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In "Building Bridges," a Tapestry of Faith program
Participants compare their personal beliefs with humanist beliefs.
As participants enter, give them Handout 1, Do You Believe... ? and a red pen or pencil. Invite them to circle every item they believe. Before the session begins, distribute blue pens or pencils and say:
Now circle, using the blue pen, all the items you think are supported by empirical evidence—that is, every item you believe because you know it can be scientifically proven to be true.
When they have completed the second round, invite them to compare the two color markings. How many of the ideas they believe can be established with empirical evidence? Point out that many things people believe fervently cannot be proved by science. Some people believed that malaria was carried by mosquitoes for years before it could be proved. It had not been proven by science, but it was still true. Love, itself, cited as one of the most powerful forces in human beings, is entirely intangible and immeasurable by science, yet few deny its existence. We can believe something that seems true and life-affirming to us, without empirical evidence.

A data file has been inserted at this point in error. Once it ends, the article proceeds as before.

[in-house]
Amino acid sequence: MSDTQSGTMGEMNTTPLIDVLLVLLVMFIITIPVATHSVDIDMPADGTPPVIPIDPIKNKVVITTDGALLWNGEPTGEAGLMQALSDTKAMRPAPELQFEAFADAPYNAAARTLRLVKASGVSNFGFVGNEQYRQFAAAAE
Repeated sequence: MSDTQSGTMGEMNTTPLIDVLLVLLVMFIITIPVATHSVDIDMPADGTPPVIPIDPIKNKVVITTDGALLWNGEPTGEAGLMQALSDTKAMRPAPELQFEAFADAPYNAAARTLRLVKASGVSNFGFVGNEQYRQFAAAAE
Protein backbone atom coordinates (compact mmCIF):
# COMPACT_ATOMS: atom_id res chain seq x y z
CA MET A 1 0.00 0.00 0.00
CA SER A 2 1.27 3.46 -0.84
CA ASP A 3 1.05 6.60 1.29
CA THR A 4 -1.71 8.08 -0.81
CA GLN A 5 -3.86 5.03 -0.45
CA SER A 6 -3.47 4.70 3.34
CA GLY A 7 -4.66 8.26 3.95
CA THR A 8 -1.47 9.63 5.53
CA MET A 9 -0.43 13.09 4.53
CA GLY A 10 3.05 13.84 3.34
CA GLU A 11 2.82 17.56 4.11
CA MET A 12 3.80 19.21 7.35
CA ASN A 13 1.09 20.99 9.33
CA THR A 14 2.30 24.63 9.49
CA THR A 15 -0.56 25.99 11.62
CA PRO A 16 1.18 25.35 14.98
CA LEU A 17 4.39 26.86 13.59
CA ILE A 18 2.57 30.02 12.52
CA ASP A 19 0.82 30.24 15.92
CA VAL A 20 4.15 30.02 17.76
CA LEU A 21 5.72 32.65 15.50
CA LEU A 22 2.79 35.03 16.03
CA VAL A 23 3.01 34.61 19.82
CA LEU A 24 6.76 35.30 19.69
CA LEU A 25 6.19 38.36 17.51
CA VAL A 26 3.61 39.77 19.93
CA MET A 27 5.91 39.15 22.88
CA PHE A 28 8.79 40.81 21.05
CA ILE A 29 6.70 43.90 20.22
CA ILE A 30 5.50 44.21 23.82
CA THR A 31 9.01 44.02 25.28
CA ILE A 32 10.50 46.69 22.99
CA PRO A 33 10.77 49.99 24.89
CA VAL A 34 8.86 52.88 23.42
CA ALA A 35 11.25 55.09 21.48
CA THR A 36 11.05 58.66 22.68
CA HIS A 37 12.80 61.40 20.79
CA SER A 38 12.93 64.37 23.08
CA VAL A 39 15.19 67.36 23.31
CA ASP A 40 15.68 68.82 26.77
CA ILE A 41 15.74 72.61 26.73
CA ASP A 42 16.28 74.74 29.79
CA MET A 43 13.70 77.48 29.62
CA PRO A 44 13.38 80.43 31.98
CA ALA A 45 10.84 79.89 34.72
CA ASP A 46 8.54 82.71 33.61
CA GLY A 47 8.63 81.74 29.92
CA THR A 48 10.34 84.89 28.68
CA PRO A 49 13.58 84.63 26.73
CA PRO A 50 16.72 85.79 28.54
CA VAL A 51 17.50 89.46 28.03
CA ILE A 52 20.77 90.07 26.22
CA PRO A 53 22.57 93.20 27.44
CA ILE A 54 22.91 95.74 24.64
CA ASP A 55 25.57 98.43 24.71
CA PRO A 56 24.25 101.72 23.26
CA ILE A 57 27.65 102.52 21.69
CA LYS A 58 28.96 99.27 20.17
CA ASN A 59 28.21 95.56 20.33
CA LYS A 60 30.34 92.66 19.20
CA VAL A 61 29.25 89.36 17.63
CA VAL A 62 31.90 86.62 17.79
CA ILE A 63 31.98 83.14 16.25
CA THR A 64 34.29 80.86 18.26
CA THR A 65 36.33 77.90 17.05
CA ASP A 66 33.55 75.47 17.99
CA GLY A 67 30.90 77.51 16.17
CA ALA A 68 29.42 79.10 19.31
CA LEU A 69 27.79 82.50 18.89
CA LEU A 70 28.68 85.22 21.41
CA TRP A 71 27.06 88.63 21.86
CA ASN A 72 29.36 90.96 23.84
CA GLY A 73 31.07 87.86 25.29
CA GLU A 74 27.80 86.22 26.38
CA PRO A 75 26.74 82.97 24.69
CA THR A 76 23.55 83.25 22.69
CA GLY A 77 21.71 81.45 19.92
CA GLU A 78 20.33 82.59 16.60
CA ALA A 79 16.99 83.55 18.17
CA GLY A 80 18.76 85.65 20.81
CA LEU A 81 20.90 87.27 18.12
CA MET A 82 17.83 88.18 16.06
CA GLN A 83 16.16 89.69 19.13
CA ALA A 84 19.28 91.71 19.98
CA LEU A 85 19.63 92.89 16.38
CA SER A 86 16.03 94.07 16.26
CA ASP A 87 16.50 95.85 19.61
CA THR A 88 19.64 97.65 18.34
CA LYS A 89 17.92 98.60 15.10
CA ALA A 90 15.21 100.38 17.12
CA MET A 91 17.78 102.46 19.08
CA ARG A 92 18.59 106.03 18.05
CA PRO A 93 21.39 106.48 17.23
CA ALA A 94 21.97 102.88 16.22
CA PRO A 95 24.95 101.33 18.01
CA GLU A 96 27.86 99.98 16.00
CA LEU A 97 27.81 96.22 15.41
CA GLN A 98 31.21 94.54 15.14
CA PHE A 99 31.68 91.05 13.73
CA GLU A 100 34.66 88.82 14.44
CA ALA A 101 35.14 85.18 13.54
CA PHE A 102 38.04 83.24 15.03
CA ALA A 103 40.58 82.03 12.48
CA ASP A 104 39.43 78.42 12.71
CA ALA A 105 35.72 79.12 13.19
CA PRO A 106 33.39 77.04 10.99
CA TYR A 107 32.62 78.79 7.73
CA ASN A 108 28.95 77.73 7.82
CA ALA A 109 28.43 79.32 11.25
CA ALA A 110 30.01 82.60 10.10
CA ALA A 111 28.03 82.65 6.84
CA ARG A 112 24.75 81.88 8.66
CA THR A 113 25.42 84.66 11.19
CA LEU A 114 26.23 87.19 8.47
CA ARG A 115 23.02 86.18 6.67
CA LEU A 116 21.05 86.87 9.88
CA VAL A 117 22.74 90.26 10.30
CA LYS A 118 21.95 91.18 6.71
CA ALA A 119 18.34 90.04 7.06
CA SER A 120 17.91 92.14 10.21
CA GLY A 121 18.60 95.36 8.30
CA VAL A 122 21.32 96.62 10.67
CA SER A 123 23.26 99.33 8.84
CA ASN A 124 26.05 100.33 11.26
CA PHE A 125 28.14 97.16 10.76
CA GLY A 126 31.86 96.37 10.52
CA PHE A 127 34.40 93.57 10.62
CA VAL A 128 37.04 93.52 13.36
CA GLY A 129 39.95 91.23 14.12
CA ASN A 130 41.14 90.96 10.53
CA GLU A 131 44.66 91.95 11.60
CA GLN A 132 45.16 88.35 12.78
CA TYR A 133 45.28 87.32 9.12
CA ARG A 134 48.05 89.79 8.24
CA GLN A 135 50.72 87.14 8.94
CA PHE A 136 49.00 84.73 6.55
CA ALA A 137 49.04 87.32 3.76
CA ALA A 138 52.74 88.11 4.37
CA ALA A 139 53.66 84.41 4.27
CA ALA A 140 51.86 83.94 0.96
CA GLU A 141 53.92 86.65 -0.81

Tell participants this activity is to get them thinking about Humanism, the subject of today's workshop.
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Last updated on Monday, September 16, 2013.
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